Many of us – politicians, commissioners and providers – still place too much stock in the power of an individual story of redemption rather than an objective analysis of outcomes.

One of my favourite movie characters is Barton Keys, the insurance claim investigator played by Edward G. Robinson in Double Indemnity.

Keys relies on a combination of experience  and data in assessing the validity of insurance claims.

His experience makes itself known on a visceral level as a “little man in his stomach” which alerts him to a probably fraudulent claim, but he is also a great man for relying on the evidence:

I’m sure he’d have sought data from the Justice Data Lab.

 

If you’ve applied to the Justice Data Lab, please share your experiences below.

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3 Responses

  1. Hi, Russell,

    As a data analyst at Staffordshire & West Midlands Probation Trust, I produce reoffending reports internally and for partners who specialise in interventions for women, drugs, housing, for example. The reports consistently demonstrate the positive impact these organisations are having on reducing reoffending. This is the kind of thing that ought to give weight to funding proposals – if prospective benefactors see proof that it works.

    On that basis alone, I strongly agree that any agency interested in the reoffending rates of its cohorts should have access to this information. This is what the Justice Data Lab is intended to do. I applaud it loudly as you do.

    But there are a couple of things worth bearing in mind for any organisations thinking of making a submission.

    The first is the time lag. If you’ve kept pretty accurate records of the names, dates of birth and periods of engagement of your clients for the last three years, then it’s worth looking into now. The richer the information, the better, of course, but as a pre-requisite, in theory that’s all you really need.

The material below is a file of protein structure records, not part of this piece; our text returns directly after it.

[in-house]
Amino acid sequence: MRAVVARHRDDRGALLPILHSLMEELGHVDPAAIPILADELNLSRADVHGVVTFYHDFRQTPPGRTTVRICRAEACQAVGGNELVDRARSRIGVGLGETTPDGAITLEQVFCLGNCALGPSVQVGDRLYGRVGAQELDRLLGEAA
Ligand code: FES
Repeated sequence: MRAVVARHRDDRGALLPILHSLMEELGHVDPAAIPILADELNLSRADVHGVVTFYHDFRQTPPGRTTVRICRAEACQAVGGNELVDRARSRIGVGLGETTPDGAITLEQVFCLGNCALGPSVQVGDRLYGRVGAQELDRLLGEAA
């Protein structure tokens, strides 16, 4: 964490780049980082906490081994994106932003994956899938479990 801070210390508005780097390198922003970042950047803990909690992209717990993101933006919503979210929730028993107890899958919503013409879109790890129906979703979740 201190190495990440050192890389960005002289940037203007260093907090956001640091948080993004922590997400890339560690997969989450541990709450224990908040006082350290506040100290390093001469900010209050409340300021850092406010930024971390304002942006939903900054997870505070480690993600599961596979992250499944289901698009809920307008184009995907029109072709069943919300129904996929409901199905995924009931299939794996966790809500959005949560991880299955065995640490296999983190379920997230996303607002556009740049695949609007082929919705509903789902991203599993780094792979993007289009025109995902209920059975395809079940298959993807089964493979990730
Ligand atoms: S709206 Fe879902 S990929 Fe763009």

But if you haven’t even got that basic level of historic detail, you’d need to start collecting it now. Due to the time lag (we have to wait to see if any reoffending occurs, then allow six months for court convictions etc etc) it’s at least a couple of years before you get to understand your effectiveness in this respect. And remember, the Justice Data Lab is a one-year pilot.

    The other thing – without wanting to get too technical – is the way the Justice Data Lab will contextualise your reoffending rates. They will use something called propensity score matching. This method compares your group with a control group made up to resemble your cohort in character as much as possible.

    So if your organisation provides education and training to young black men who have just served a short prison sentence, the Justice Data Lab will create a large control group of men with an identical profile, but who didn’t receive your intervention, and measure your success (or not) against this benchmark.

    That’s OK as far as it goes, but the MoJ don’t have data on everything. They don’t collect information on dynamic homelessness status or drug relapses or family breakdowns.

    So if your organisation provides help and support for class A drug users in the criminal justice system, your control group will be full of people who aren’t class A drug users. There will also be some that are, but there will be no way of knowing for sure. And as that is the key factor in your work – in my eyes (as a data analyst) the control group is weak and any analysis not robust.

    I suspect this is why the MoJ have asked providers of drug and alcohol services, along with those specialising in mental health, and others, to check first before making any submissions – though not ruling it out altogether.

    In recent weeks, I have offered through the Justice Data Lab team and via social media – to any VCS or other organisations interested – answer any questions that people may have as far as I can or help with submissions. Go for it – it’s only a one-year pilot and it may not continue if it isn’t used, and it’s a free service too!

  2. Thanks very much Jason for your offer of help. I hope lots of VCS agencies take it up.
    The MoJ are prepared to use OASys data (Offender Assessment System) to match offenders with, for example, drug or alcohol problems.
    It helps if agencies record this information themselves.